On the other hand, loan funding can sometimes take several days or even up to a few weeks. Certain lenders may take longer to process your loan application or release your funds than others. There’s also a chance that your personal bank or credit union may hold the funds a lender deposits into your account for a few days before you can access the money. 

How Can You Prepare for an Emergency Expense?

A 2020 Federal Reserve study revealed that more than 25% of adults don’t have the cash to cover a $400 emergency expense, so if you currently don’t have money set aside to handle unexpected expenses, you’re far from alone.9 Creating an emergency fund now is the best way to prepare for surprise expenses in the future. The following five tips can help you get started. 

  1. Track your spending – Challenge yourself to record every dollar you spend for a month, including small cash purchases. 
  2. Create a realistic budget based on your monthly bills and spending habits – You can use convenient budgeting software or even a simple pen and paper to get the job done. 
  3. Find ways to cut your current expenses – As you free up extra cash in your budget, you can use it to pay down debt (creating even more opportunities for savings) and to save. 
  4. Open a separate, dedicated savings account to tuck away money for emergencies – High-yield savings accounts can help your money grow faster. 
  5. Make a habit of saving some money every pay period – Remember, it’s fine if you need to start small. 

Are There Alternatives to Emergency Loans?

Emergency loans can offer much-needed relief in certain situations, yet taking on more debt might not be the best solution if you’re already struggling financially. Before filling out a new loan application, examine your budget to ensure you can afford the monthly payments. If an additional debt is going to overextend you financially, an alternative approach might be a better choice.

A couple of alternatives to emergency loans include negotiating hardship payment plans with your creditors or asking your employer for a paycheck advance. If these options don’t work for you, then you could possibly get a cash advance from your credit card issuer (use caution as these are expensive) or a payday alternative loan (PAL) of $200 to $1,000 from a credit union. PALs may be a good option as they must be repaid within one to six months and the APRs can’t exceed 28%.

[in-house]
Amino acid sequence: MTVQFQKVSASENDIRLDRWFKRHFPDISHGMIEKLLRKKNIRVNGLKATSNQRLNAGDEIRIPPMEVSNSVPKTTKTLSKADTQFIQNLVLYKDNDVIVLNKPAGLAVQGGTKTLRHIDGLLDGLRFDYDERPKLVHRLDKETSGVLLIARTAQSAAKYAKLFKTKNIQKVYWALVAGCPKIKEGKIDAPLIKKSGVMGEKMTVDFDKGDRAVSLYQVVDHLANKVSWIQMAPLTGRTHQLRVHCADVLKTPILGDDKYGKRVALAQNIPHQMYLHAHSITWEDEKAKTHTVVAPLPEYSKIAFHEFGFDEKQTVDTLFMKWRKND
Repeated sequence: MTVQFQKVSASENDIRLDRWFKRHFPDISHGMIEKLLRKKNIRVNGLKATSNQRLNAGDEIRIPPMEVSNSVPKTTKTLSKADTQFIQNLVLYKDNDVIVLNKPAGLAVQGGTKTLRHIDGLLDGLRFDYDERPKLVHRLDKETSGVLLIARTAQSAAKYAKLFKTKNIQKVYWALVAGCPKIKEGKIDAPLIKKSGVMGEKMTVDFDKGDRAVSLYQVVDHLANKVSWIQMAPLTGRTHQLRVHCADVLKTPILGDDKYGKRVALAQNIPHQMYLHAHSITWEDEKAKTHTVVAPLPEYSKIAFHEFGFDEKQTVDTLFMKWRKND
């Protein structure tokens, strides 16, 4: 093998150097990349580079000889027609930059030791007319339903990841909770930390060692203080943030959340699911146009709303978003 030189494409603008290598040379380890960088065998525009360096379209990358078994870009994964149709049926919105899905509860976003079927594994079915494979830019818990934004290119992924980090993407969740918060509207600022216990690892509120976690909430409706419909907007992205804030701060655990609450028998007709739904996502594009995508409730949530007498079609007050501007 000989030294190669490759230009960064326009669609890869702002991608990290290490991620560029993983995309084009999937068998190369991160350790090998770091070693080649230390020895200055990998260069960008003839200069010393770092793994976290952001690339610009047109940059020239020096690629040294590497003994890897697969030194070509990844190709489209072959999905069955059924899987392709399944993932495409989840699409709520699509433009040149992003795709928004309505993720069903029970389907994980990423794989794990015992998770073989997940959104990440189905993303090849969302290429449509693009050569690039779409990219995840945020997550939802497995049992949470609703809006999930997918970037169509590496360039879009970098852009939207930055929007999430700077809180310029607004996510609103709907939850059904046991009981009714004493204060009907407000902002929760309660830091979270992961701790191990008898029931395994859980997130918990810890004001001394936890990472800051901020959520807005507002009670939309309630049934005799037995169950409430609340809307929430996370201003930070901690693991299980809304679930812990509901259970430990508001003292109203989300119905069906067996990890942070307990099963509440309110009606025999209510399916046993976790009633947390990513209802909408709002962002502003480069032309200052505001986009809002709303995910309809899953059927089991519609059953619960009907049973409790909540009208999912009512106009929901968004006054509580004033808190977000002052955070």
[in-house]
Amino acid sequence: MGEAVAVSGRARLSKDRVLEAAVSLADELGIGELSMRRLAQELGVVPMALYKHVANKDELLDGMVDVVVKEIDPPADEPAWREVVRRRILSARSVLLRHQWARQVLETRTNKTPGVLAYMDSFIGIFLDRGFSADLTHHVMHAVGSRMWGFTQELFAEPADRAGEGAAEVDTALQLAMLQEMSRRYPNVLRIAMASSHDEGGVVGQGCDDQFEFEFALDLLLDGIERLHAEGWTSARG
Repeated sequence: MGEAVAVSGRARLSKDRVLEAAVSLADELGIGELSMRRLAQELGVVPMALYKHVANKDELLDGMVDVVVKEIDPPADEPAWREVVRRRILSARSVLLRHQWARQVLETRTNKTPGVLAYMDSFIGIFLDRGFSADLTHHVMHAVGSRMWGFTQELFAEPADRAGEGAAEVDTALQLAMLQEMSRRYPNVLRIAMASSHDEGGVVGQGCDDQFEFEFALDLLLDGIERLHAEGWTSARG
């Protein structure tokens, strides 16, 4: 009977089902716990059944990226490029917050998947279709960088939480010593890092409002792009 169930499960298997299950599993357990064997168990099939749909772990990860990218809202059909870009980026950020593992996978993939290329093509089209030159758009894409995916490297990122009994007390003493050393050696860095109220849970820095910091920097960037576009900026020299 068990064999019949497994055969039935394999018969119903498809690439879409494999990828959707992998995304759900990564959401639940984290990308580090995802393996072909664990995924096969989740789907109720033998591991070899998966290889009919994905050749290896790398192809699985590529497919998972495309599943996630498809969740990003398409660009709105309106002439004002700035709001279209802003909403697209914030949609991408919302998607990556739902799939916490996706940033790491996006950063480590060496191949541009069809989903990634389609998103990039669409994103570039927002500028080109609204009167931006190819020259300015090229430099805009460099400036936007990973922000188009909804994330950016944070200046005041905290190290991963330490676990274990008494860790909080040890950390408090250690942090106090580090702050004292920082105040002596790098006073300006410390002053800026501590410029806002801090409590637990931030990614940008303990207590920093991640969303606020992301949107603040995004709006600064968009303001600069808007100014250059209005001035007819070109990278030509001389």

Although you may be tempted to get a payday loan when you’re facing an emergency, use extreme caution before resorting to this funding option. Not only is this type of loan very expensive but you might end up getting stuck in a payday borrowing cycle that’s difficult to escape.

The Bottom Line 

Facing an emergency expense without the funds to cover it can be a stressful experience. If you have bad credit, which makes borrowing money more difficult and more expensive, you may feel even more hopeless. The best thing you can do in this situation is to take a deep breath and consider the options that are available to you. 

If you decide to borrow money, compare multiple emergency loan offers to make sure you find the best solution for your situation. Then, once you recover, make a plan to put yourself in a better position in the future. You can work to build an emergency fund (slowly, if necessary) and improve your credit. Both of these moves can help you the next time unexpected expenses strike. 

Methodology

Our team evaluated 38 lenders and collected 1,520 data points –– 40 data points per company –– before selecting our top choices. We weighed more than 20 criteria and gave a higher weight to those with a more significant impact to potential borrowers. 

The top picks were selected based on factors like membership requirements (weighted 20%), average fixed APR (weighted 15%), and average origination fees (weighted 10%). 

But we realize borrowers demand less-quantifiable factors when choosing a lender. We also took into account the flexibility of repayment terms, helpful features like prequalification, and whether a co-signer or joint applications are permitted to ensure borrowers get the best possible experience.

Article Sources

Investopedia requires writers to use primary sources to support their work. These include white papers, government data, original reporting, and interviews with industry experts. We also reference original research from other reputable publishers where appropriate. You can learn more about the standards we follow in producing accurate, unbiased content in our editorial policy.